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The Kineo Tablet is an 8-inch 1.3 GHz dual-core tablet aimed at schools that starts at $299. It comes from a company, Brainchild, that has been around in the educational space for two decades. According to Tim Kimbrell, a rep at Brainchild, it actually developed the first portable tutoring device back in 1993. That allows the Kineo to work well with a school's other assessment and instructional software, says Kimbrell, while offering consumer features like curated access to Google Play app store. The use of replacable Li-Ion batteries means that the Kineo can outlast other tablets, too. Brainchild says the Kineo and its predecessors have been used by hundreds of schools and districts over the years, though the company declined to reveal any names to me.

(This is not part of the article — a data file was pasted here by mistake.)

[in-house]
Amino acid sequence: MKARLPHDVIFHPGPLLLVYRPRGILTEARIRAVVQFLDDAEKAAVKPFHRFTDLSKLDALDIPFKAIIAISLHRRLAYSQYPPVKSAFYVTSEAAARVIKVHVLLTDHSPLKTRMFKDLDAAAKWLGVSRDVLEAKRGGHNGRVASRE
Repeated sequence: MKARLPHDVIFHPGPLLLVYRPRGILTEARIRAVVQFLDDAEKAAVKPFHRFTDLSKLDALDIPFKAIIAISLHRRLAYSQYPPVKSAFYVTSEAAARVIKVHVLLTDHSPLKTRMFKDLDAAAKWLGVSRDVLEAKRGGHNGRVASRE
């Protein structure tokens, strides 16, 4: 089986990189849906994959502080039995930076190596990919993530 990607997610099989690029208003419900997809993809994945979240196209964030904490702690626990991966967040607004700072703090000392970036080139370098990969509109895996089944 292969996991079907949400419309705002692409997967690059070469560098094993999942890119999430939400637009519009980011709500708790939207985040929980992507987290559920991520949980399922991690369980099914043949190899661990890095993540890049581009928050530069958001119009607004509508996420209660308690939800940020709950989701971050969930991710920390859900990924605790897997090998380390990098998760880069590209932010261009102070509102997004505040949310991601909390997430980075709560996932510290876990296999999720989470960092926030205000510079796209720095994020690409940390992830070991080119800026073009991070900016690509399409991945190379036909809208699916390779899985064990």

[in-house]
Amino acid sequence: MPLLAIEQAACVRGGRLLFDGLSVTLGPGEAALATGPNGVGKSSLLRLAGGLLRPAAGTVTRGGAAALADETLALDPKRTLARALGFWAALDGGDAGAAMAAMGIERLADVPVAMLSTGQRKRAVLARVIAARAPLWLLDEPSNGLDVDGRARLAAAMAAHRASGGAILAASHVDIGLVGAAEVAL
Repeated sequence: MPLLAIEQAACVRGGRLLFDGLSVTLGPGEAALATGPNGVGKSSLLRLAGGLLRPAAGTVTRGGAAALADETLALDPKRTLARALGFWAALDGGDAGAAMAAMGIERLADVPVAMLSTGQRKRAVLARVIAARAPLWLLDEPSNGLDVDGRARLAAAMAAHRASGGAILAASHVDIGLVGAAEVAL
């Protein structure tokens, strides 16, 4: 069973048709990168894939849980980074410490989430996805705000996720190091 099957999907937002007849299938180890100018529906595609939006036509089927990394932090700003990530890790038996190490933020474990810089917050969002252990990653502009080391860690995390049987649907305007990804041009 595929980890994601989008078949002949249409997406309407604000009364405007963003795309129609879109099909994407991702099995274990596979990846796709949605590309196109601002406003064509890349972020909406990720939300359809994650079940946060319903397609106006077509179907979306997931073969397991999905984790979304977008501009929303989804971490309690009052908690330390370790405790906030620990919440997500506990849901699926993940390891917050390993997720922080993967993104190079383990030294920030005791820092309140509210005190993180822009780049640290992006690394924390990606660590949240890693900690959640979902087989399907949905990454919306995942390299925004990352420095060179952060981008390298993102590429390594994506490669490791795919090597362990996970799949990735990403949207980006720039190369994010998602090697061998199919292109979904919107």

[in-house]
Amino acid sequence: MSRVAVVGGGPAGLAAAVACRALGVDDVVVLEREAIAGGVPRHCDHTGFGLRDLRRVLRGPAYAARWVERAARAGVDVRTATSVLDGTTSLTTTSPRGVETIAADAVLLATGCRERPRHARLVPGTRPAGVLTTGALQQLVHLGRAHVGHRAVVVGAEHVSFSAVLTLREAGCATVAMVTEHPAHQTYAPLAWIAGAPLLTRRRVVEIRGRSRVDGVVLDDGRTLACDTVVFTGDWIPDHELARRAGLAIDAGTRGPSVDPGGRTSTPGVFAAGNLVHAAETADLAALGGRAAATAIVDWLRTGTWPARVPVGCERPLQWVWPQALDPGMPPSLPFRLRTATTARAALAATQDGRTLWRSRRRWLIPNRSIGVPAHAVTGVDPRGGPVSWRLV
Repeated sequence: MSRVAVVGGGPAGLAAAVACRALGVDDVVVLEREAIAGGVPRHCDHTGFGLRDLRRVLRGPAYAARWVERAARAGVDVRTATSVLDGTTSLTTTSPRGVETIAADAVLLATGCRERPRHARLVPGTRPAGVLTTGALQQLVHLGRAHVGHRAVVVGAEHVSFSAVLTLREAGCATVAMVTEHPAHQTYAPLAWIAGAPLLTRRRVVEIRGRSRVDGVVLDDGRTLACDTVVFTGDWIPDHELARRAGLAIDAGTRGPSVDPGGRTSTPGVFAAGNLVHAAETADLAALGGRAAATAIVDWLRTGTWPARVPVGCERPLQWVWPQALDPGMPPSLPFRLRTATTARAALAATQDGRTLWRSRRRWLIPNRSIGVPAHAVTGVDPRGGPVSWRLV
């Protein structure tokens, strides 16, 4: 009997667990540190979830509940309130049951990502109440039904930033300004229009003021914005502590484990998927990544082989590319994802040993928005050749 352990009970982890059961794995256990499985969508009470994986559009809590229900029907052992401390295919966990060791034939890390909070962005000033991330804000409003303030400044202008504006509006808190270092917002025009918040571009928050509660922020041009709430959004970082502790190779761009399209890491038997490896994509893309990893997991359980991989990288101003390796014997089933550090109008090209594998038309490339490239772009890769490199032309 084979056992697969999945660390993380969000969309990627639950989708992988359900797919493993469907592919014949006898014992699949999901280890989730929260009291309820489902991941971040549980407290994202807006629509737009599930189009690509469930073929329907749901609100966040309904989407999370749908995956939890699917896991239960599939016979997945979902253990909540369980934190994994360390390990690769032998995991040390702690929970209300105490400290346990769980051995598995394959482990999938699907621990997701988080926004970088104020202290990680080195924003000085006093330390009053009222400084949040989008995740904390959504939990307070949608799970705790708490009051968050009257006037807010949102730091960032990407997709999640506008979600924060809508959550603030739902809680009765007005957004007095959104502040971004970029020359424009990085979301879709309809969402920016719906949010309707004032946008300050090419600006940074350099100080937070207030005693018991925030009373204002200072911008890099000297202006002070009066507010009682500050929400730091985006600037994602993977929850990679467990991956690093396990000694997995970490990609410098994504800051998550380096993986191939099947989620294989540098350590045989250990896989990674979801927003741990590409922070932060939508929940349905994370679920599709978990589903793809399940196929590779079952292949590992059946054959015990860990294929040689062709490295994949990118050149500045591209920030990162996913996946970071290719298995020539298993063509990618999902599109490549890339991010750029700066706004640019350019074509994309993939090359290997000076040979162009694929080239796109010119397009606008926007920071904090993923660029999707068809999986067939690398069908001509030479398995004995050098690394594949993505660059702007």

(Check out my other Gallery: Seventeen Supersized Windows 8 and Android Tablets)
The Intel StudyBook is a 7-inch tablet that uses a power-sipping single-core Intel Atom Z650 chipset and runs either Windows or Android (Honeycomb 3.0) on top.
The StudyBook will start for less than $200, a price point aimed not at besting the iPad but at competing with the One Laptop Per Child project for the hearts and minds of, not parents, but schools, especially those in the Third World.
Speaking of the OLPC, the non-profit is introducing the XO-3, an 8-inch Android/Linux based tablet that uses an Armada 610 system-on-chip - essentially an ARM v7 chip running at 800 MHz. No speed demon, but OLPC's hardware never is. Rather, the XO-3's goodies are in the area of power - it can be charged via a hand crank or optional solar panel - and display - the Pixel Qi sunlight-readable screen.